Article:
The Shaker style is now a well established design style. It’s even one of our most popular kitchen styles. The distinctive design is characterised by elegant, well-made pieces of minimalist designs that incorporate functional form and careful aesthetic proportions. It’s a style of fine cabinetry and understated style.
But Shaker wasn’t always a renowned style and its inception was a rather humble one.
What is the Shaker style?
The style, associated with a religious group in the US of the same name, began in the 18th Century. In a recent article on Dezeen, regarding the revival of style, it reads:
“Founded in England in the 18th century, the religion was never huge, numbering some 6,000 believers at its peak in pre-Civil War America. And yet the Shakers have always drawn interest – for their lifelong vows of celibacy (which partly explains their diminishing numbers), for their simple lifestyles, for their female religious leadership, and especially for their furniture design.”
When people consider the Shaker style, many think rocking chairs and wicker boxes. But the Shakers were incredible designers and were one of the first pioneers of minimalism, perfect proportions and clean lines. Aesthetics which influenced some of our most popular modern day styles like Scandi and Industrial.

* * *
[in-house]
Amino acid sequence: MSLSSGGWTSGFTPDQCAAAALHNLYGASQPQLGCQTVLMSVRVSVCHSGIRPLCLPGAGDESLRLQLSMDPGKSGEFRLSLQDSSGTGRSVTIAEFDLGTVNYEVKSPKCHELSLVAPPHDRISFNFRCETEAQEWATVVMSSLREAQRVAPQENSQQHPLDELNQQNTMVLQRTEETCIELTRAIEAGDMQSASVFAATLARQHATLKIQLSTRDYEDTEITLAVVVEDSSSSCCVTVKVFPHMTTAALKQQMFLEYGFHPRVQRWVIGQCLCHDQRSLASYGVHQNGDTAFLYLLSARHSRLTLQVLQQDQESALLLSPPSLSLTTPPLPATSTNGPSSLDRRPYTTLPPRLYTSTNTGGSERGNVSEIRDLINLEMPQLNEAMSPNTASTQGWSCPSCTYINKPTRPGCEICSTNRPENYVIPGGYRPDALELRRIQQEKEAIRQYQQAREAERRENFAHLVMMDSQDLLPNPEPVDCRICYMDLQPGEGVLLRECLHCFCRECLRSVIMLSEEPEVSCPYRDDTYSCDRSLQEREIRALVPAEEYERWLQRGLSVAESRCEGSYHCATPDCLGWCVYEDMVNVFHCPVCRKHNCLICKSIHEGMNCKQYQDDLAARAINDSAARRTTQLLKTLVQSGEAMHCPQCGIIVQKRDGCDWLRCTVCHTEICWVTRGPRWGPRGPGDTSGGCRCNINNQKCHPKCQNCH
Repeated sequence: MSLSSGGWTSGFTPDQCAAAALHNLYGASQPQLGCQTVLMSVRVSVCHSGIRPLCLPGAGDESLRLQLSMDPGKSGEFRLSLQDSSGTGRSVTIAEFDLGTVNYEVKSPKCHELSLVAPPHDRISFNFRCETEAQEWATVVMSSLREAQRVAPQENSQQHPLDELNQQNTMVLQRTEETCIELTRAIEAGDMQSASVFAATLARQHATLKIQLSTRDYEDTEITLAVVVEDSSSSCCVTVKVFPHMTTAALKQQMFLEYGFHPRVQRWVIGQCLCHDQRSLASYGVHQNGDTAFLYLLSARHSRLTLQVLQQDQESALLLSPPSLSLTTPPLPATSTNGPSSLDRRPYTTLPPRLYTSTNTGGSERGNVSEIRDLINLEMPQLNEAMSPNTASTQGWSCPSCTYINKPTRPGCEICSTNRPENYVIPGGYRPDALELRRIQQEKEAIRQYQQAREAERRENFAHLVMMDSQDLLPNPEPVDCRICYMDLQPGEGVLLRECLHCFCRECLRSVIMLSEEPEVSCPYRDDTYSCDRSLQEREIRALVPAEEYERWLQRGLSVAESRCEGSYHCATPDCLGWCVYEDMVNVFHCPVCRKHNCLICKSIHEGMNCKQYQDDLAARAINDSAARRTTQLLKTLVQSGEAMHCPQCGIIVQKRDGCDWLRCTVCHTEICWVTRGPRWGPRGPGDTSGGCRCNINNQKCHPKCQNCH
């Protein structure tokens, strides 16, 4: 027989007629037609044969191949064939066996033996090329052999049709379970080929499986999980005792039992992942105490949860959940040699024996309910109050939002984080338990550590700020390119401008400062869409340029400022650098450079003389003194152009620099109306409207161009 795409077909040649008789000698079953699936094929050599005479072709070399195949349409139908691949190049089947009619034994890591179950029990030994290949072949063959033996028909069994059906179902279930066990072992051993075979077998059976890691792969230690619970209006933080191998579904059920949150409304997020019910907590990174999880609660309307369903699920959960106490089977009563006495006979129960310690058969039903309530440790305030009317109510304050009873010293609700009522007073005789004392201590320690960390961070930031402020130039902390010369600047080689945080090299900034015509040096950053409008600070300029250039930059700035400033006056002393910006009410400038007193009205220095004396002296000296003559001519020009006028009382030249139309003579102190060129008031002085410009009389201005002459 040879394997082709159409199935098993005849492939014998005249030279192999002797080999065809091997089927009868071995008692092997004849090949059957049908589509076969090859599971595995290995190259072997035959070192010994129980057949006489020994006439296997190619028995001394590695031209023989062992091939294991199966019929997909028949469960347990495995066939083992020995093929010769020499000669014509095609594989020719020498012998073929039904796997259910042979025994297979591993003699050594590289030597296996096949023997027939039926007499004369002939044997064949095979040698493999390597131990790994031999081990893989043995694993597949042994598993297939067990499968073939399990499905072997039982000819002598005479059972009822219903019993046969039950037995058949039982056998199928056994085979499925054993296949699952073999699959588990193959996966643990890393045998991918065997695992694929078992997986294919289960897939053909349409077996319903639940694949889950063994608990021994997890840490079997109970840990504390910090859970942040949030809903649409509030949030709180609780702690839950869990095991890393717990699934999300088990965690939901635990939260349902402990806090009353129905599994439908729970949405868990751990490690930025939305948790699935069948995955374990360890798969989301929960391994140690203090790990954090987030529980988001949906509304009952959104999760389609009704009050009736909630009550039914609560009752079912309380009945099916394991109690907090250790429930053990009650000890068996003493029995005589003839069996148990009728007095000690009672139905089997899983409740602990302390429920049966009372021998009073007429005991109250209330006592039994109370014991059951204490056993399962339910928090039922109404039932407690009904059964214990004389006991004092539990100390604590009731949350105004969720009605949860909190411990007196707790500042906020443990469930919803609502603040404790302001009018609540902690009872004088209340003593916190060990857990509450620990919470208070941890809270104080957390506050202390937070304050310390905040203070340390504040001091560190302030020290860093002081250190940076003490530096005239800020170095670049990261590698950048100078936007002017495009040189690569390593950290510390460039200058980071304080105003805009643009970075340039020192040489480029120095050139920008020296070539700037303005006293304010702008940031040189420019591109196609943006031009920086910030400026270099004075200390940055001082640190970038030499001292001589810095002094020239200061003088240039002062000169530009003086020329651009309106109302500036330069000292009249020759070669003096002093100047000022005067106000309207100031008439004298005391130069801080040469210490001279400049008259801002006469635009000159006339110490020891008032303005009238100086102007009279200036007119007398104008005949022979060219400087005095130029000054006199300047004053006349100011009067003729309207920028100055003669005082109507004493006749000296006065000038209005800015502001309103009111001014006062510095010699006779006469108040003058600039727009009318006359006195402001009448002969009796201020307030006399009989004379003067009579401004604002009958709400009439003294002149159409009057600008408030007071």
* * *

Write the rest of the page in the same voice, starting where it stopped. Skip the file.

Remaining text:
How did it start?
Regarding the inception of the Shaker style, John Baker, co-founder of Toronto design store Mjölk who hosted a recent Shaker-themed exhibition, told Dezeen:
“We’re talking about modern ideas: function first, reduction. This was happening a hundred years before the modern movement. It’s a natural progression of learning about design.”
It’s incredible that the Shaker group have left such a legacy and their style continues to influence designers across the world today. In a nod to the group, last year Japanese designer Jin Kuramoto created a Shaker style chair for popular Italian furniture brand Arflex. Likewise earlier this year, London design studio Pinch launched their Shaker inspired Rodan coffee table at Maison & Objet.
Modern day influence
It certainly continues to influence our work and it’s incredible to create cabinetry in this style in a nod to these pioneers. But as a lot of designers will agree, we certainly love to put our own spin on the style which allows us to discover and produce new and original design styles. It’s a Bath Bespoke Shaker Mash Up.
I’d certainly recommend reading the whole article on Dezeen to discover more about Shaker’s humble beginnings. If you’re looking for more inspiration, take a look at the collection of Shaker kitchens we’ve created and get in touch.
Featured image of a restored Shaker Village located near Harrodsburg, KY. Photo: Carl WycoffBack to blog
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